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June 25, 2014 by · Leave a Comment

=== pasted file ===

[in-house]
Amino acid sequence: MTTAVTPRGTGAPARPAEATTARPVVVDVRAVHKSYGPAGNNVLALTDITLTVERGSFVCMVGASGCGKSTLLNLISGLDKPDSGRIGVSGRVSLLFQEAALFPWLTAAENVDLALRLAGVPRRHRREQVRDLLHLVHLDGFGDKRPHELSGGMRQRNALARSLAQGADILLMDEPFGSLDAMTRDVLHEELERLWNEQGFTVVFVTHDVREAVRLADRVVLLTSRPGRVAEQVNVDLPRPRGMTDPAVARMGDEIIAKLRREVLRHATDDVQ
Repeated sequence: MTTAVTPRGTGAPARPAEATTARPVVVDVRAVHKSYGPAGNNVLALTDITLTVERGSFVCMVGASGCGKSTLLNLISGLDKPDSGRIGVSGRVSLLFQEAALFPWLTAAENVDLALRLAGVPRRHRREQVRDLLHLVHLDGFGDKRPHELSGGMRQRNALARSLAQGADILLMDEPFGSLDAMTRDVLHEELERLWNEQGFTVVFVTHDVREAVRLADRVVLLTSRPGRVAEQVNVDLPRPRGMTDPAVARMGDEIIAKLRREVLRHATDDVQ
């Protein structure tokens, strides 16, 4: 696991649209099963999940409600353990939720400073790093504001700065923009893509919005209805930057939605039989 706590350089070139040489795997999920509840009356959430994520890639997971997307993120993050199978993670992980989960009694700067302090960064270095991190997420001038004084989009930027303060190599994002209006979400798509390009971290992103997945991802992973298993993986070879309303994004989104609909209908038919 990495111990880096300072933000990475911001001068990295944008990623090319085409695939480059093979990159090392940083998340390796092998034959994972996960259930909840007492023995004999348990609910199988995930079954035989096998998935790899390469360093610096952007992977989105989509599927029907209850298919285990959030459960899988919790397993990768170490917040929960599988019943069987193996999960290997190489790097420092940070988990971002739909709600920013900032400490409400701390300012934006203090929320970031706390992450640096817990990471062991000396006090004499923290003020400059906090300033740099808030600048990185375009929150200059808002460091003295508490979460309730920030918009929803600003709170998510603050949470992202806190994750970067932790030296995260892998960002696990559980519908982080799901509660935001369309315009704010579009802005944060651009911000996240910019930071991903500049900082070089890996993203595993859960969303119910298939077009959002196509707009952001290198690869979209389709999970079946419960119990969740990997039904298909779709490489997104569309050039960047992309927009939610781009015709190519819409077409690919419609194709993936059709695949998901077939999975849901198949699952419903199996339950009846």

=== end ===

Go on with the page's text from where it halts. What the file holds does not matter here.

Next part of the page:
Two of China’s biggest Internet companies are allowing World Cup watchers to bet on the outcome of individual matches, with proceeds going to charity, the Wall Street Journal reported today (Wednesday). As of Sunday their bets had totaled $642 million, nearly twice what was gambled during the soccer tournament in 2010, China’s lottery regulator told the Journal. The ability to bet, pay, and receive winnings on smartphones is the principal driving force behind the rise in World Cup gambling, the newspaper suggested. It quoted Cherry Tao, a 30-year-old public-relations worker from Shanghai, as saying, "Paying via Taobao’s smartphone application is handy and I feel myself more involved in the game." Another woman, IT company employee Zhang Rui, acknowledged that she didn’t put much effort in studying the teams that she bet on. She told the Journal that she bet only because it was convenient to do so on her smartphone. "Everything’s built up so easily that you don’t have to use your brain," she said.